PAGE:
From a Person Sitting in Darkness: New and Selected Poems by Gerald Barrax, Paperback | Barnes & Noble
From a Person Sitting in Darkness: New and Selected Poems

From a Person Sitting in Darkness: New and Selected Poems

by Gerald Barrax
     
 

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Product Details

ISBN-13:
9780807123140
Publisher:
Louisiana State University Press
Publication date:
11/01/1998
Series:
Southern Messenger Poets Series
Edition description:
New Edition
Pages:
208
Product dimensions:
5.50(w) x 9.00(h) x (d)

Read an Excerpt




Chapter One


Efficiency Apartment

     My sons.
sometimes I can / not name you
until this magic room is sleeping,
and the stretched out ends our lives make
curl around
and stitch you through the interstices
behind my eyes.


* * *


(And ceremonies changed us
And equaled what we became
And ceremonial words preceded us
Into flesh and spirit and aborted us
Into the ends our lives made
With marvelous cadences to tell us what we were
And would be.)


* * *


One, Two, and Three
when the room is awake and shrugs the shadows off its walls
I see the papered magic I've added
scraps left over from the ends the world made
Roger is jolly on the wall and says Hi
Hippity Hop skips under the breast of a dragon's shadow
      that burns yellow leaves in green flame
The moonmen's marbled earth
      (that I gave your names to remember me)
floats in space above the telephone
And what you drew and gave me once on a visit
      One, your seraped boy with the cactus grin
      Two, your Sopwith Camel firing four lines
             of wavery pencil rounds into the dragon's mouth
                 (I arranged it thatway to conserve the forest)


         Three's cycloptic snaggletoothed house
I call children's art when visitors ask


* * *


(Dear, lost, penultimate love
Poorer for, richer for rituals
Of birth and mortgage
We made formality of ceremony
And two or three and ten years
Was too long to live the deaths
That did us part.)


* * *


Your schoolday weather.


(Did she know the probability of rain?)


Winter mornings close the room.
She wakes you before leaving
and unthreads you from my sleep.


(Did she hear the forecast at all?)


Twelve and ½ miles and one river
is close enough to dress you in three warm apologies


for being here.


In bells and voices at noon
in the center of a cross—
                           church, funeral home and two schools—
it opens and I am imprisoned
by the shouting sons of other fathers
playing (


* * *


Did I play with you?


(We gave us One for our youth
Two for love
Three the image of me.)


Is a father with no sons
a nursery with no rimes
songs, music
now
roses no rings
but ashes ashes
down the hill we fell
rolling One sliding Two tumbling Three


out of the ends of our lives


now


I am black sheep
three boys empty


I will go hi                 (Spy in her eye)
round my base is
round my base
hidingO seekand
daddy's
(find me!)
(lost)
    it


* * *


(I wed thee
I ring this with what we were
In seeming real
One in
Two seemly
Three black
              sons.)


* * *


Books all over the place


my little people big people
slim and fat —boys


daddy does well in school—


they hunch in bookcase caves
and a box under the table
and squat on top of the closet
in my efficient kitchen
they are a comfort these days
chatting away in my unsleeping
exorcising the square deific


After opening the doors out of your lives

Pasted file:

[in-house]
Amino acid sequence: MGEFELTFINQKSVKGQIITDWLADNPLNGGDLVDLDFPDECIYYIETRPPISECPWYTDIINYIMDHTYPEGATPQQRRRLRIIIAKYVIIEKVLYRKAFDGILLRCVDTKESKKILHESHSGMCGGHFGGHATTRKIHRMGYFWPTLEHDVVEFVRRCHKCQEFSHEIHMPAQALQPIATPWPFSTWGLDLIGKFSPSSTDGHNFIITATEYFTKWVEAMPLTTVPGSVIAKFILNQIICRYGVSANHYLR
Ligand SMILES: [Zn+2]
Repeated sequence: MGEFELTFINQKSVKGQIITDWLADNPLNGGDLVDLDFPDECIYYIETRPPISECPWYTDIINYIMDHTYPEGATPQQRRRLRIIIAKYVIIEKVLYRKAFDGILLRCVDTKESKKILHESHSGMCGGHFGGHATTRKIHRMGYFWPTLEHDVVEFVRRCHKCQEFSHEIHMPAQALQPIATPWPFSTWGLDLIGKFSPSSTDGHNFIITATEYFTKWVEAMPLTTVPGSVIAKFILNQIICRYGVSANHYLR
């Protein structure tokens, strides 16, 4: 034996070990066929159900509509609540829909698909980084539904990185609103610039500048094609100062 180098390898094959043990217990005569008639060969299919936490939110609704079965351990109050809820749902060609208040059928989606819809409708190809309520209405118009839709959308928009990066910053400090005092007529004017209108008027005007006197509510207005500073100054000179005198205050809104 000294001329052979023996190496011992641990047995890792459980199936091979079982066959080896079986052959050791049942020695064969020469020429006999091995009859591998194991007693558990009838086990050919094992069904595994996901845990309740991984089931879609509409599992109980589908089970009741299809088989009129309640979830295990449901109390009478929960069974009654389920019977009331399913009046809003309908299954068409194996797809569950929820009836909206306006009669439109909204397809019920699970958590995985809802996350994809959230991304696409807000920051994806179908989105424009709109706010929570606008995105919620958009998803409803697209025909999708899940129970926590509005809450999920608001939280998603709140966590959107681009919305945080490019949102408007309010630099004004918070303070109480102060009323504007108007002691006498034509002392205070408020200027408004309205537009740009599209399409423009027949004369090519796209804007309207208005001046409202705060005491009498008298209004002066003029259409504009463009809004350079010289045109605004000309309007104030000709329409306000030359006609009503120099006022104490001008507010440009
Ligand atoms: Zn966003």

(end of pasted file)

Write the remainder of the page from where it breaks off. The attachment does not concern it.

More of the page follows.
boys
    I followed the little people leading the piper


and here I am
12 ½ miles and one river


wondering:what if I kill them


will they drown or burn


and then?


But no I guess
I have already given my only begotten sons
to save them
             and
every week
it seems
I buy at least one
more


* * *


Hello. Hello. Hello.


and to make him laugh I play my old game
Is that you, Sam?


I have no son by that name.


It was funnier when
they'd come home from
school and I'd keep
them waiting outside the
back door asking who
they were Is that
you Sam Harry Joe

and they'd fall all
over each other shrieking


no daddy
it's us!


Hello,Hello. hello.
what were you doing
how is school
are there grapes on the vine yet
I'll see you soon I dont know
goodnight goodnight goodnight
no tell her goodnight for me


* * *


(Even now
The cadence of our changes remains in phase.
I had only to become what I am
And you what you will not.
Hotter than a pepper sprout
I am learning to play the guitar you gave me
Trying not to smoke
So much.
Peace. Your hold forever
        And now speak.)


* * *


Here we go round
here we go round
the Supremes hover above my feet
    the 3 girls I'll never have
the telephone is sorry
the room is raining, efficiently
the room rains and rings
the ends are stitched together
One, Two and Three
                   will be fine
the fit will survive


I have made us all typical
now
true to myself
the nigger daddy of social statistics


(is it asleep? yes
sleeping and raining and ringing)

goodnight goodnight goodnight
Dennis Jerry Josh


Drought


This could be the way
the fire comes: God's
fine irony withholding rain.
We could wait for the comfort
of overstatement (half the Flood was tears)
such as something going out of orbit,
falling into the sun
as another kind of rain,
but where is His hand in fire
if the woods are dry?


The woods are dry.
Leaves curl, brown,
fall from God's head
and crackle underfoot like irony's laughter.
At twilight a forest burns
and the sun goes down in more splendor
than even God gave it.
Only I am its match.
My roots need rain, too,
but neither rain nor fire
tells me if it is man or god who is chained to this rock.

Meet the Author

Gerald Barrax has published four previous volumes of poetry. He is former poet-in-residence and professor of English at North Carolina State University and lives in West Chester, Pennsylvania.

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